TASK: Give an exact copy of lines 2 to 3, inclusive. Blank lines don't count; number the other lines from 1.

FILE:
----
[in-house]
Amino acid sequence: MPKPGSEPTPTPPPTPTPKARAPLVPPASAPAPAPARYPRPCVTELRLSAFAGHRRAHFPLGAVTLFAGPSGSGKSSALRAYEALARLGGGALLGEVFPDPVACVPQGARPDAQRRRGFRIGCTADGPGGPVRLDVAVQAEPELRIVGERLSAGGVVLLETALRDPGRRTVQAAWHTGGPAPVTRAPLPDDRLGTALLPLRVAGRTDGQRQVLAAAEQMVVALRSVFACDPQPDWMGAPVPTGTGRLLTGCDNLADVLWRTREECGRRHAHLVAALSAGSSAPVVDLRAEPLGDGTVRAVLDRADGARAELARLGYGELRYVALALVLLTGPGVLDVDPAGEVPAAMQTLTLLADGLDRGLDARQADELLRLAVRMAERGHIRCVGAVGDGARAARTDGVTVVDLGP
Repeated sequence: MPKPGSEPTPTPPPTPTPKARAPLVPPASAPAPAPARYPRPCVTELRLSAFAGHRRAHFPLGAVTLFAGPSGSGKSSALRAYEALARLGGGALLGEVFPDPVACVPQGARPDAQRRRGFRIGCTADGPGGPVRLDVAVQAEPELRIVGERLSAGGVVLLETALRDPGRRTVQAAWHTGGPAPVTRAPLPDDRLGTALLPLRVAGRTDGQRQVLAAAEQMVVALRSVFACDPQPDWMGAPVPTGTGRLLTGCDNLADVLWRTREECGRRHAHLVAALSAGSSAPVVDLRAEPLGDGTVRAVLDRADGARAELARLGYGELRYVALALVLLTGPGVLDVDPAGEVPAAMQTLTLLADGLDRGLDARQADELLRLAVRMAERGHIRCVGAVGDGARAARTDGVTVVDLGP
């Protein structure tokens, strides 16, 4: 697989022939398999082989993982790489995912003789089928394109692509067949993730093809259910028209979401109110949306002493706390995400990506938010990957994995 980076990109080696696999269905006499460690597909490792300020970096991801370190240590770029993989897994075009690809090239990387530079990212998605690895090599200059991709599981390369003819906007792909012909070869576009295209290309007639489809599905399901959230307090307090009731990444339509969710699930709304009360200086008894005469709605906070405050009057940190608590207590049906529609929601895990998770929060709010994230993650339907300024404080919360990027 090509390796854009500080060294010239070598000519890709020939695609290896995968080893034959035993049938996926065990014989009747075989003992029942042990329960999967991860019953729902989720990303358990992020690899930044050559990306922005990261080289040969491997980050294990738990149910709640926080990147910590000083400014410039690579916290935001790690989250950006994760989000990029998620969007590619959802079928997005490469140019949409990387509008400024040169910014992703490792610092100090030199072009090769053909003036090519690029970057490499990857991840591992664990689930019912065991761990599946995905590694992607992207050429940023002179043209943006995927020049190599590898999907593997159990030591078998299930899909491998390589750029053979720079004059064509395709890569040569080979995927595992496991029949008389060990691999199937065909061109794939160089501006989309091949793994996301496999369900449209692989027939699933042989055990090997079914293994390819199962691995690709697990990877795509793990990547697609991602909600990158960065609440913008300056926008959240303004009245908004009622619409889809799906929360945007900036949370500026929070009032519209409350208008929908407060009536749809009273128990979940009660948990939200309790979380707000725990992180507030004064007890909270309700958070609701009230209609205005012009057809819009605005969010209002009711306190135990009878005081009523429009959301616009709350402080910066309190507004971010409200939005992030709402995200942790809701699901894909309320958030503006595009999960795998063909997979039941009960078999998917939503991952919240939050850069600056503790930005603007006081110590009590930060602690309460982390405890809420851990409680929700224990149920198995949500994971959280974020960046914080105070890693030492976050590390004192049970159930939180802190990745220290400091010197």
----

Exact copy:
Amino acid sequence: MPKPGSEPTPTPPPTPTPKARAPLVPPASAPAPAPARYPRPCVTELRLSAFAGHRRAHFPLGAVTLFAGPSGSGKSSALRAYEALARLGGGALLGEVFPDPVACVPQGARPDAQRRRGFRIGCTADGPGGPVRLDVAVQAEPELRIVGERLSAGGVVLLETALRDPGRRTVQAAWHTGGPAPVTRAPLPDDRLGTALLPLRVAGRTDGQRQVLAAAEQMVVALRSVFACDPQPDWMGAPVPTGTGRLLTGCDNLADVLWRTREECGRRHAHLVAALSAGSSAPVVDLRAEPLGDGTVRAVLDRADGARAELARLGYGELRYVALALVLLTGPGVLDVDPAGEVPAAMQTLTLLADGLDRGLDARQADELLRLAVRMAERGHIRCVGAVGDGARAARTDGVTVVDLGP
Repeated sequence: MPKPGSEPTPTPPPTPTPKARAPLVPPASAPAPAPARYPRPCVTELRLSAFAGHRRAHFPLGAVTLFAGPSGSGKSSALRAYEALARLGGGALLGEVFPDPVACVPQGARPDAQRRRGFRIGCTADGPGGPVRLDVAVQAEPELRIVGERLSAGGVVLLETALRDPGRRTVQAAWHTGGPAPVTRAPLPDDRLGTALLPLRVAGRTDGQRQVLAAAEQMVVALRSVFACDPQPDWMGAPVPTGTGRLLTGCDNLADVLWRTREECGRRHAHLVAALSAGSSAPVVDLRAEPLGDGTVRAVLDRADGARAELARLGYGELRYVALALVLLTGPGVLDVDPAGEVPAAMQTLTLLADGLDRGLDARQADELLRLAVRMAERGHIRCVGAVGDGARAARTDGVTVVDLGP